Fuel disruptions cause enormous damage to operational efficiency and significantly increase airline costs.
Investing in solutions to these problems could prove far more beneficial than simply dealing with the disruptions as they occur.
There is an urgent need to create awareness of the scale of the problem among airports and fuel suppliers—and even airline management, according to Thorsten Lange, Lufthansa Director for Fuel Procurement.
“Nobody really understands the true cost of fuel disruptions,” says Lange. “The operation is too complex and a complete data set for a specific delay is very difficult to gather. Airlines don’t have the tools to measure the total impact and suppliers are even worse.”
Airlines have shot themselves in the foot somewhat. Because they have become adept at operational juggling thanks to long experience in crises big and small, fuel disruptions are often treated as routine.
Overcoming them is commonplace, so their full effect is disguised. Suppliers can compound the problem by hiding behind warnings without tackling the issue at hand. Buenos Aires Ezeiza International Airport, as an example, continues to challenge accepted practice. Threats of fuel rationing continually hang over the airlines and a new fuel farm is desperately needed.
But disruptions can mean a big red number in the accounts. On 24 March 2010, a fire at a Miami fuel depot upset normal operations for several days. Airlines were told to use maximum uplift on their inbound flights to Miami to mitigate the shortages. Lufthansa calculated this increased fuel burn at 4-5% over a 10-hour flight. The need for tankers caused delays and crew scheduling ran amok. Although the tools to quantify the exact loss aren’t available there is no doubt it adds up to a significant amount—never mind the cost to reputation in an important market.
Such situations are not uncommon. For example winter diesel production, military requirements, and refinery maintenance in the Moscow area have contributed to a jet fuel shortage and subsequent price rise. The Moscow airports are now suffering from fuel shortages.
At London Heathrow, the world’s busiest international hub, the Buncefield oil depot fire in 2005 caused such profound fuel supply problems for airlines that the industry is still trying to resolve them. The event highlighted supply problems at a critical hub: Heathrow desperately needs more storage and supply capacity.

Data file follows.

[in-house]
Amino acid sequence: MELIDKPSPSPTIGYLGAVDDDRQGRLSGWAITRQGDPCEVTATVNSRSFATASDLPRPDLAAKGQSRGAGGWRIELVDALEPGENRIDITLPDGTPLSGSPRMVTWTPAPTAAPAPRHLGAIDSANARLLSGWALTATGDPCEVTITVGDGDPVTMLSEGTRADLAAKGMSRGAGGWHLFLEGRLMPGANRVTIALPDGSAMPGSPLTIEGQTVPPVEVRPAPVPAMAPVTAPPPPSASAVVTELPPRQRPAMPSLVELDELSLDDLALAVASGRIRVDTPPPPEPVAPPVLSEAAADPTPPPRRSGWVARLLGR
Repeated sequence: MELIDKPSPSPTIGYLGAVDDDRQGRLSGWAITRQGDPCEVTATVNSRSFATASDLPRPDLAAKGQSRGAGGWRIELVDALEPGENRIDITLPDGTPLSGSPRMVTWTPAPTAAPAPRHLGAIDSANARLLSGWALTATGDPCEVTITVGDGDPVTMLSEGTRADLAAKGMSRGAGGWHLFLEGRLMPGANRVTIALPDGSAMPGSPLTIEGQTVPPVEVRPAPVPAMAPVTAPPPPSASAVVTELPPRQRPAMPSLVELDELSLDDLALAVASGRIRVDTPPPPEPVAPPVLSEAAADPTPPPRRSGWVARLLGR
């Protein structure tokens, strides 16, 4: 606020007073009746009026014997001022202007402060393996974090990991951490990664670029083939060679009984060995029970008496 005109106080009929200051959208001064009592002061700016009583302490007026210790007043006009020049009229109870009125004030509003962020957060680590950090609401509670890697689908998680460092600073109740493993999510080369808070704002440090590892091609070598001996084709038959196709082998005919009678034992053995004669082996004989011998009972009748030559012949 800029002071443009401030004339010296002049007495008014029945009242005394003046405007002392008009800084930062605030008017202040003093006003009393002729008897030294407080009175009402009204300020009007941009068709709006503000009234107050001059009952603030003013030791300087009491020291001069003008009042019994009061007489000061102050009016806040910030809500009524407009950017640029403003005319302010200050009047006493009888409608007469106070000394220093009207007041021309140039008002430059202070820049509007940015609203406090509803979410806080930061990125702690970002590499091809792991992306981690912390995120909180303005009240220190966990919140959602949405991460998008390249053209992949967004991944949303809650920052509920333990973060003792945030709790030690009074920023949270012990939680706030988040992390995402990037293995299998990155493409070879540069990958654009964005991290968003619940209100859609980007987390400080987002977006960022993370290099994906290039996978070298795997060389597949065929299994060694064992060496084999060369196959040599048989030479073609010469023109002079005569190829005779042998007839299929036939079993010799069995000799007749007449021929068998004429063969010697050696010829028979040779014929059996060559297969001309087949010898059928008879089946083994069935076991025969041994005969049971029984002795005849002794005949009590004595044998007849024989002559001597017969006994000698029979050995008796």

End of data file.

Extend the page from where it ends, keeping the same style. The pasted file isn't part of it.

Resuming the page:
“IATA and the London Fuel Infrastructure Working Group are supporting the site called the Grass Area 17a, which is not only technically more suitable but also the cheapest of the two potential sites, and the quickest to get up and running,” explains Jonathan Pardoe, Head of Fuel Management at Virgin Atlantic. “Heathrow currently has less than two days stock at any one time and, during periods of high demand, this is insufficient to allow fuel to be received, settled, and pumped to the aircraft, which will increasingly cause fuel disruptions and the need for airlines to tanker fuel.”
Pardoe says Heathrow fuel supply causes Virgin a number of routine problems. “The fuel situation is currently calmer than in previous years but this is only due to demand not increasing as previously predicted because of the downturn in the global economy,” he says. “It wasn’t long ago, however, that we were having to tanker fuel from all around the world—then we had the situation where suppliers were unable to tender due to supply restrictions. At the moment, with improved supply and subdued demand, we have still come close on occasions to having to discuss allocations again during the summer.”
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